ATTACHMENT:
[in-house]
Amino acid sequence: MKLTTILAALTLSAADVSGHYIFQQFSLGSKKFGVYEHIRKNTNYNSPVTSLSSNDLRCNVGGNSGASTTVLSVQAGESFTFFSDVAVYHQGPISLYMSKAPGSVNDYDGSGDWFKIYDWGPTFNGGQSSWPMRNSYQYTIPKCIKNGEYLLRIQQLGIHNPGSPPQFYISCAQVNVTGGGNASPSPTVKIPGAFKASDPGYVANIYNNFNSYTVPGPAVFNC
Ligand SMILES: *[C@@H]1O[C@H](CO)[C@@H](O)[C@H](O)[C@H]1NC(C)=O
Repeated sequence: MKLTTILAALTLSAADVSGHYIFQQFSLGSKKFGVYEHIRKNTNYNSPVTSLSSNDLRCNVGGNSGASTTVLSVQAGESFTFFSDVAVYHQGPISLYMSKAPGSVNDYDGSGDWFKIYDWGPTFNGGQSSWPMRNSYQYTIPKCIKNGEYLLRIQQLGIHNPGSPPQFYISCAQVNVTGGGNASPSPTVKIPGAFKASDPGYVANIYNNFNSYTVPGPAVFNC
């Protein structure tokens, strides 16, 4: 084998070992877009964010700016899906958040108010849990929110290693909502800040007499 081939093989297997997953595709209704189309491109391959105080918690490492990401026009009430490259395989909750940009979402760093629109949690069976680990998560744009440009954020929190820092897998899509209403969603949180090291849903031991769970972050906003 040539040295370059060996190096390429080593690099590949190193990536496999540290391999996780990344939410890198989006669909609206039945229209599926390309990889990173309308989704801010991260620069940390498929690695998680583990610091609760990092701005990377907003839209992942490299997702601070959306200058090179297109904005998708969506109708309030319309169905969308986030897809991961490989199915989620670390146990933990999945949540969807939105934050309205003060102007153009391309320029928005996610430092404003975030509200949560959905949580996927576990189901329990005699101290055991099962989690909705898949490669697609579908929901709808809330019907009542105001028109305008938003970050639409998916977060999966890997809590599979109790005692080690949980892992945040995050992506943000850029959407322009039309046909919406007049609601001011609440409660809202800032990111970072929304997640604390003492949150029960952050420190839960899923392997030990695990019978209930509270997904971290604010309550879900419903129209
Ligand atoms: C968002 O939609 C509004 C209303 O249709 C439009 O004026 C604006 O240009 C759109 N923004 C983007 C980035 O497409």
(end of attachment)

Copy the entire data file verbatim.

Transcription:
[in-house]
Amino acid sequence: MKLTTILAALTLSAADVSGHYIFQQFSLGSKKFGVYEHIRKNTNYNSPVTSLSSNDLRCNVGGNSGASTTVLSVQAGESFTFFSDVAVYHQGPISLYMSKAPGSVNDYDGSGDWFKIYDWGPTFNGGQSSWPMRNSYQYTIPKCIKNGEYLLRIQQLGIHNPGSPPQFYISCAQVNVTGGGNASPSPTVKIPGAFKASDPGYVANIYNNFNSYTVPGPAVFNC
Ligand SMILES: *[C@@H]1O[C@H](CO)[C@@H](O)[C@H](O)[C@H]1NC(C)=O
Repeated sequence: MKLTTILAALTLSAADVSGHYIFQQFSLGSKKFGVYEHIRKNTNYNSPVTSLSSNDLRCNVGGNSGASTTVLSVQAGESFTFFSDVAVYHQGPISLYMSKAPGSVNDYDGSGDWFKIYDWGPTFNGGQSSWPMRNSYQYTIPKCIKNGEYLLRIQQLGIHNPGSPPQFYISCAQVNVTGGGNASPSPTVKIPGAFKASDPGYVANIYNNFNSYTVPGPAVFNC
């Protein structure tokens, strides 16, 4: 084998070992877009964010700016899906958040108010849990929110290693909502800040007499 081939093989297997997953595709209704189309491109391959105080918690490492990401026009009430490259395989909750940009979402760093629109949690069976680990998560744009440009954020929190820092897998899509209403969603949180090291849903031991769970972050906003 040539040295370059060996190096390429080593690099590949190193990536496999540290391999996780990344939410890198989006669909609206039945229209599926390309990889990173309308989704801010991260620069940390498929690695998680583990610091609760990092701005990377907003839209992942490299997702601070959306200058090179297109904005998708969506109708309030319309169905969308986030897809991961490989199915989620670390146990933990999945949540969807939105934050309205003060102007153009391309320029928005996610430092404003975030509200949560959905949580996927576990189901329990005699101290055991099962989690909705898949490669697609579908929901709808809330019907009542105001028109305008938003970050639409998916977060999966890997809590599979109790005692080690949980892992945040995050992506943000850029959407322009039309046909919406007049609601001011609440409660809202800032990111970072929304997640604390003492949150029960952050420190839960899923392997030990695990019978209930509270997904971290604010309550879900419903129209
Ligand atoms: C968002 O939609 C509004 C209303 O249709 C439009 O004026 C604006 O240009 C759109 N923004 C983007 C980035 O497409």